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The Cultural Roots of Asia’s Heritage

The Road Less Travelled to Nan

The unseen province of Nan, located in northern Thailand, is remote even by Thai standards. But those who take the time to travel to Nan are rewarded with a relaxed destination rich in both culture and history.

Surrounded by the spectacular misty mountains of Doi Phu Kha National Park, Nan is home to many old temples and teak wooden houses, where foreign tourists are rare and locals still enjoy the traditional slow lifestyle of northern Thailand.

The town is the capital of the province of the same name; home to hill-tribe villages in the high mountains, abundant waterfalls, and no less than seven national parks. It’s ancient temples in Tai Lue style, lush green mountains, sleepy local villages, and indigenous communities are starting to attract Thai and foreign tourists alike.

Nan’s main attractions – such as the famous Wat Phumin – sees many local visitors, however in other districts life remains peaceful and rich with local arts and ceremonies. Enjoy the stunning panoramic views over Nan from the hilltop at Wat Phra That Khao Noi; spend a few hours marvelling at the exhibitions at Nan Riverside Art Gallery located on the banks of the Nan River, or simply relax and enjoy the tranquil atmosphere.

For more information on our Lanna Kingdom – The Road Less Travelled 4D/3N programme, visit the Agent Hub.

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Kagura and Craft Experience in Yunotsu

The San’in Region is situated just behind Hiroshima and Okayama but separated by the Chugoku Mountains. This natural barrier between them makes the San’in region the last hidden gem in Western Japan. Consisting of two prefectures, Shimane and Tottori – which have historically been the least populated prefectures in the country – San’in is still relatively unknown to foreign travellers and allows those seeking a journey off the beaten path and to venture into the heart of Japan.

While many smaller hot spring resorts of rural Japan are quietly falling into decay, the town of Yunotsu in Shimane stands out for being highly cared for and retaining its traditional charm. Together with nearby Iwami Ginzan, Yunotsu has even been listed as a UNESCO World Heritage Site. In modern times, Yunotsu is full of energy and excitement every Saturday night thanks to the regular Kagura performances.

Kagura is an ancient form of music and masked dance theatre dedicated to Shinto gods and can be found all over Japan. This particular variety, originating from the Western part of Shimane, is called Iwami-Kagura and features faster and more aggressive movements compared to other varieties, as well as dramatic sound and lighting effects. Transcending language and culture, these performances are easy to follow as they depict stories of battles between good and evil, the most famous being the god Susanoo fighting against the giant eight-headed serpent, Orochi.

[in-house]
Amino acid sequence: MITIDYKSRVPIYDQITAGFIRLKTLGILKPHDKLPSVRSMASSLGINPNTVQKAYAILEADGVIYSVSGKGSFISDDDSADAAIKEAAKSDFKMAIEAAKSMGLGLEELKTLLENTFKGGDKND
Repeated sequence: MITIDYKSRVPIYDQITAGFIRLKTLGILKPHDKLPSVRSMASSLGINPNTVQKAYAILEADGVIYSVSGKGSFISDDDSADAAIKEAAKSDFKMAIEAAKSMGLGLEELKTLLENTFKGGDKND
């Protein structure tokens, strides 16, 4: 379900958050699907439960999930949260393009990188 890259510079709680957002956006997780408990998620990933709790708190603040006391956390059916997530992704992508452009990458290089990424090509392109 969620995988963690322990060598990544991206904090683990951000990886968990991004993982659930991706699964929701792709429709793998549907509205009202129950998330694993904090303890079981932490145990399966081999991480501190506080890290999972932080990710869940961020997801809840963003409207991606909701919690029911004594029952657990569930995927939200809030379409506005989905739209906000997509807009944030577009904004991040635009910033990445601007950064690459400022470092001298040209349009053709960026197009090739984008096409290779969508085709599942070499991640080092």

Join Destination Asia Japan on an exclusive tour and get front-row seats to this unique dance at a local shrine. Following the experience, get private insider access to a traditional Kagura mask designer – one of the few surviving practitioners to this day – watch him at work and even try your hand at making your own.

For more information on our Kagura, a Masked Dance Theatre Night in Yunotsu – Add On and Kagura Mask Artisan Visit in Yunotsu – Add On programmes, visit the Agent Hub.

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Isaan Culture and Natural Wonders Along the Mekong River

The Mekong River, one of the world’s longest rivers, marks the border between the province of Nakhon Phanom and neighbouring Laos. After settling into the hotel visit some of the local highlights that the town has to offer, including: Saint Anna Nong Saeng Church, the Provincial Governor’s Residence Museum, then Indochina market, Wat Okad (Sribuaban) Temple alongside the Mekong River embankment, as well as Ho Chi Minh’s residence on the outskirts of Nakhon Phanom – the safe house that the former president lived in for several years from 1923. In the evening, take to the river for a dinner cruise along Mekong River and admire the scenery of the Thai-Laos border.

Meet the Phu Thai community, an ethnic minority who have retained their ancient culture in the form of dances and traditions, before continuing on to Ubon Ratchathani via Mukdaharn province and cruising along the Mekong River to Sam Pan Boak, known locally as the ‘Grand Canyon of Thailand’. Here, visit Pha Taem Historical Park with its numerous prehistoric cave paintings and unique rock formations, and take in the beauty of these sheer sandstone cliffs that thrusted up as a result from earthquakes centuries ago.

A cluster of towering mushroom-shaped rock formations known as Sao Chaliang is also worth a stop and if time permits visit one of Thailand’s more distinctive waterfalls, Saeng Chan, which tumbles through a hole in an overhang of rock coloured orange and olive green from fungi.

For more information on our Along Mekong 3D/2N programme, visit the Agent Hub.

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